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We live in a country of unimaginable abundance. It shouldn’t be so hard to find common ground.

- Liberals Are Ruining America. I Know Because I Am One. | Steve Almond | The New York Times

A century ago, as an early great champion of progressivism, Teddy Roosevelt dismantled our society’s engines of greed. Under the leadership of presidents from F.D.R. to L.B.J., left-wingers waged war on corporate excess, institutional racism and poverty. There was a widespread and galvanizing belief in government as a force for good in the lives of the disenfranchised.

By contrast, consider the popular response to the Great Recession. The Tea Party — inflamed and partly financed by well-funded lobbying groups — took to the streets to blame government for a crisis caused primarily by Wall Street. Liberals did little aside from condemning the Tea Party. It wasn’t until the Occupy Wall Street movement began, nearly four years later (at the instigation of the Canadian magazine Adbusters), that those on the American left began to protest economic inequality, and even then the movement could articulate no specific policy goals. The same general passivity marked our reaction to the perceived moral atrocities of the Bush era, from the war in Iraq to domestic surveillance to our torture program.

The most insidious effect of our addiction to right-wing misanthropy has been the erosion of our more generous instincts. At least for me. I’ve come to regard all conservatives as extremists, a mob of useful idiots plied by profiteers, rather than a diverse spectrum of citizens, many of whom share my values, anxieties and goals. When I hear the crowd at a Republican presidential debate cheer for capital punishment, I write them off as sadists, rather than accepting them as citizens seeking a means of keeping themselves safe. Slagging conservatism has become my one acceptable form of bigotry.

- Liberals Are Ruining America. I Know Because I Am One. | Steve Almond | The New York Times

This, to be blunt, is the tragic flaw of the modern liberal. We choose to see ourselves as innocent victims of an escalating right-wing fanaticism. But too often we serve as willing accomplices to this escalation and to the resulting degradation of our civic discourse. We do this, without even meaning to, by consuming conservative folly as mass entertainment.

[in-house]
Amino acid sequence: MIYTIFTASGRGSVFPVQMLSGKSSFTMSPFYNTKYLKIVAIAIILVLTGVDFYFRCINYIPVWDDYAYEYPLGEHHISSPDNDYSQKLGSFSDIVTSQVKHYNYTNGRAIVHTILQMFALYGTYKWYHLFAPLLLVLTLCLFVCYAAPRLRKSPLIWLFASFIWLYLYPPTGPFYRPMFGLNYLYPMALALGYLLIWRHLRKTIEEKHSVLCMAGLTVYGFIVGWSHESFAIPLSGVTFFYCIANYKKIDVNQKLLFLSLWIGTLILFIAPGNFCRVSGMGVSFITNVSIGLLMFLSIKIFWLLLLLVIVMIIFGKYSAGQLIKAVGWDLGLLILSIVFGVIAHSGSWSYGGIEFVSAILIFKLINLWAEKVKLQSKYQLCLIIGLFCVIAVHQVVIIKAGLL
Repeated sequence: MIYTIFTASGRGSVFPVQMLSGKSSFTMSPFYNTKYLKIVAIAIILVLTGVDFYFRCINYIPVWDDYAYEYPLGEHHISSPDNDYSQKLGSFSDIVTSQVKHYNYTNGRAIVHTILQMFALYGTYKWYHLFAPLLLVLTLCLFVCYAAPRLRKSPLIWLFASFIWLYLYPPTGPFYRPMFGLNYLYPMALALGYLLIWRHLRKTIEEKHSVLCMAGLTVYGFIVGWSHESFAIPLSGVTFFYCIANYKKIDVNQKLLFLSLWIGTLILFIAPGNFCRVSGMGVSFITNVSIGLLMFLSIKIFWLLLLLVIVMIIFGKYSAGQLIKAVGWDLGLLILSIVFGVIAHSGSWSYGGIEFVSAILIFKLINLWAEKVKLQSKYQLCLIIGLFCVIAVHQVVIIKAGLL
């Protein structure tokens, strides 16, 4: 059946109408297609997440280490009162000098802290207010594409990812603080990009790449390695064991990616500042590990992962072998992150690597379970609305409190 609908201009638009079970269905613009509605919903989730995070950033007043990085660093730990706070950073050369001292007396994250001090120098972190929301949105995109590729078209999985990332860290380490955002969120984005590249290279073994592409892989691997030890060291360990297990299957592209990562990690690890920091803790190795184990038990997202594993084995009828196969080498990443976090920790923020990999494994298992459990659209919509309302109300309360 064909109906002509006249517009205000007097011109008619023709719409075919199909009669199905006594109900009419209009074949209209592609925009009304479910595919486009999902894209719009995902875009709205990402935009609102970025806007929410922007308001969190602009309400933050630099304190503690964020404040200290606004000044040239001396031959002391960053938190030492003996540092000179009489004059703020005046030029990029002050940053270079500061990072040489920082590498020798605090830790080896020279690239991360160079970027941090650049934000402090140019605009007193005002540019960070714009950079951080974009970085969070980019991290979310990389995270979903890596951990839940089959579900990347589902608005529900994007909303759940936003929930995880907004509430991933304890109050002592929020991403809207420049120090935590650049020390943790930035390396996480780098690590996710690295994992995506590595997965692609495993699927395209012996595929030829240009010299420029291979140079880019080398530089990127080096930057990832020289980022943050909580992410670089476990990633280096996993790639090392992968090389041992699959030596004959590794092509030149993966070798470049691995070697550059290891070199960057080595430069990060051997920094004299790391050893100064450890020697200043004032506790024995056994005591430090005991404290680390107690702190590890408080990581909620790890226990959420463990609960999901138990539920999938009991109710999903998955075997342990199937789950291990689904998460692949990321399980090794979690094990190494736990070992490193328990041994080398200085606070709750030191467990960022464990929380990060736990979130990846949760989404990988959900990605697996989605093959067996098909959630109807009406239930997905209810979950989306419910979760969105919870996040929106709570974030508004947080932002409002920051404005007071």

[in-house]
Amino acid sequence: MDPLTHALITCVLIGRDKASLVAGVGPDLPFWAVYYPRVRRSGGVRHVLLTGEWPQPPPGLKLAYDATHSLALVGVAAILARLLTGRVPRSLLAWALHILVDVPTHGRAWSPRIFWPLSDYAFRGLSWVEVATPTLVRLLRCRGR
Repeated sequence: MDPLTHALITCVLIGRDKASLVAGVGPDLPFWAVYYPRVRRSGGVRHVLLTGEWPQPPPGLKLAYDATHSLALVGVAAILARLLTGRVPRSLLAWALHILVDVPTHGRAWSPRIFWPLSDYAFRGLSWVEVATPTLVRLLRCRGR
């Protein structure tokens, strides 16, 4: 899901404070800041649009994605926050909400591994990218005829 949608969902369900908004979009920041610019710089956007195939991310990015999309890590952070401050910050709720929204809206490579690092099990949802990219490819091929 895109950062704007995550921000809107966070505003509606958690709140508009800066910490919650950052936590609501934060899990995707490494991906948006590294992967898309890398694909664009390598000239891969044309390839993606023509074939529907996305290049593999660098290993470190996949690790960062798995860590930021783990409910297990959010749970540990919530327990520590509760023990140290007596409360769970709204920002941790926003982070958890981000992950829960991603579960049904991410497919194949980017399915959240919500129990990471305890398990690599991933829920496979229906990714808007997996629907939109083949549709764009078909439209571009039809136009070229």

… The real problem is that liberals, both on an institutional and a personal level, have chosen to treat for-profit propaganda as news. In so doing, we have helped redefine liberalism as an essentially reactionary movement. Rather than initiating discussion, or advocating for more humane policy, we react to the most vile and nihilistic voices on the right.

… The demagogues of the world, after all, derive power solely from their ability to provoke reaction. Those liberals (like me) who take the bait, are to blame for their outsize influence.

Rather than taking up the banner and the burden of the causes I believe in, or questioning my own consumptive habits, I’ve come to rely on private moments of indignation for moral vindication. I fume at the iniquity of Pundit A and laugh at the hypocrisy of Candidate B and feel absolved — without ever having left my couch. It’s a closed system of scorn and self-congratulation.

But what’s really happening when I scoff at Sarah Palin’s latest tweet amounts to a mimetic indulgence: I’m bleeding the world of nuance, surrendering to the seduction of binary thinking.

- Liberals Are Ruining America. I Know Because I Am One. | Steve Almond | The New York Times